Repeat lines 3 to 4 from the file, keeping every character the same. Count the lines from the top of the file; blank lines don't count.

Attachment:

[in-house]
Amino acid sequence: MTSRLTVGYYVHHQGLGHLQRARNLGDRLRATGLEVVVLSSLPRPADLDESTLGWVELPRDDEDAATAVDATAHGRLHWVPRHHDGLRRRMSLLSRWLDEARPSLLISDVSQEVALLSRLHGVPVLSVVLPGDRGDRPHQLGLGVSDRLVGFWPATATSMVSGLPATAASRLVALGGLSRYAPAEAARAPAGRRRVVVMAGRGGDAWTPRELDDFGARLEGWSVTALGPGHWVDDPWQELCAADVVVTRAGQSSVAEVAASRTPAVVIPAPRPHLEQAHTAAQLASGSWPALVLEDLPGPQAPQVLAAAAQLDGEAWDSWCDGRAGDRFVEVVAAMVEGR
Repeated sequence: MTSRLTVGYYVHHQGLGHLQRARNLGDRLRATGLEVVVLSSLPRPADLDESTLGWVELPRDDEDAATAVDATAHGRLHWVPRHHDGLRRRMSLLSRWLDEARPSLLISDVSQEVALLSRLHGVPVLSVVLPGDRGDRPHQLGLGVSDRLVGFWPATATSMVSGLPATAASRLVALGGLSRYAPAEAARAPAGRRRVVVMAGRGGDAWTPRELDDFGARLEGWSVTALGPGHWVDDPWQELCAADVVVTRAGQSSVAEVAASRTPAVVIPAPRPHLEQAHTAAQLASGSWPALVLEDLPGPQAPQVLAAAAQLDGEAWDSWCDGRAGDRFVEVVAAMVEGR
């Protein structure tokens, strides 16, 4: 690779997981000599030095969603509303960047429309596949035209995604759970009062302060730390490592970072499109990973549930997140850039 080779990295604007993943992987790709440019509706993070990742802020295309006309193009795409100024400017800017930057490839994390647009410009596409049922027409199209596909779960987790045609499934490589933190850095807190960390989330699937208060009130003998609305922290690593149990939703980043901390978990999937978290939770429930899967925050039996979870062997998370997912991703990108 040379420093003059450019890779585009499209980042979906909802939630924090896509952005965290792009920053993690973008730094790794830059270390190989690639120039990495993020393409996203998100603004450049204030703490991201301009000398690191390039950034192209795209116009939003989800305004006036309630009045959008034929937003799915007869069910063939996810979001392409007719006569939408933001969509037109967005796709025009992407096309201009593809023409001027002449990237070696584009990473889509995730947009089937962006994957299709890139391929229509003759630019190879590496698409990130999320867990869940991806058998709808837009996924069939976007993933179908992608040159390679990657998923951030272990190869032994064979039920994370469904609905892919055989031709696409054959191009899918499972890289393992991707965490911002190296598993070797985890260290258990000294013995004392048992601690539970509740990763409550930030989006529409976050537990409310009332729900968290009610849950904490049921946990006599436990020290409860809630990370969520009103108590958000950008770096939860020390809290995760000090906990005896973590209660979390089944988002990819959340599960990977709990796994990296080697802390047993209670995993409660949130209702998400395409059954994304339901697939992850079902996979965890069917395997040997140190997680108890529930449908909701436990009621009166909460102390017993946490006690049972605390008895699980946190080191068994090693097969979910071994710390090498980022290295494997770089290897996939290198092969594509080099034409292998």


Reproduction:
Repeated sequence: MTSRLTVGYYVHHQGLGHLQRARNLGDRLRATGLEVVVLSSLPRPADLDESTLGWVELPRDDEDAATAVDATAHGRLHWVPRHHDGLRRRMSLLSRWLDEARPSLLISDVSQEVALLSRLHGVPVLSVVLPGDRGDRPHQLGLGVSDRLVGFWPATATSMVSGLPATAASRLVALGGLSRYAPAEAARAPAGRRRVVVMAGRGGDAWTPRELDDFGARLEGWSVTALGPGHWVDDPWQELCAADVVVTRAGQSSVAEVAASRTPAVVIPAPRPHLEQAHTAAQLASGSWPALVLEDLPGPQAPQVLAAAAQLDGEAWDSWCDGRAGDRFVEVVAAMVEGR
């Protein structure tokens, strides 16, 4: 690779997981000599030095969603509303960047429309596949035209995604759970009062302060730390490592970072499109990973549930997140850039 080779990295604007993943992987790709440019509706993070990742802020295309006309193009795409100024400017800017930057490839994390647009410009596409049922027409199209596909779960987790045609499934490589933190850095807190960390989330699937208060009130003998609305922290690593149990939703980043901390978990999937978290939770429930899967925050039996979870062997998370997912991703990108 040379420093003059450019890779585009499209980042979906909802939630924090896509952005965290792009920053993690973008730094790794830059270390190989690639120039990495993020393409996203998100603004450049204030703490991201301009000398690191390039950034192209795209116009939003989800305004006036309630009045959008034929937003799915007869069910063939996810979001392409007719006569939408933001969509037109967005796709025009992407096309201009593809023409001027002449990237070696584009990473889509995730947009089937962006994957299709890139391929229509003759630019190879590496698409990130999320867990869940991806058998709808837009996924069939976007993933179908992608040159390679990657998923951030272990190869032994064979039920994370469904609905892919055989031709696409054959191009899918499972890289393992991707965490911002190296598993070797985890260290258990000294013995004392048992601690539970509740990763409550930030989006529409976050537990409310009332729900968290009610849950904490049921946990006599436990020290409860809630990370969520009103108590958000950008770096939860020390809290995760000090906990005896973590209660979390089944988002990819959340599960990977709990796994990296080697802390047993209670995993409660949130209702998400395409059954994304339901697939992850079902996979965890069917395997040997140190997680108890529930449908909701436990009621009166909460102390017993946490006690049972605390008895699980946190080191068994090693097969979910071994710390090498980022290295494997770089290897996939290198092969594509080099034409292998």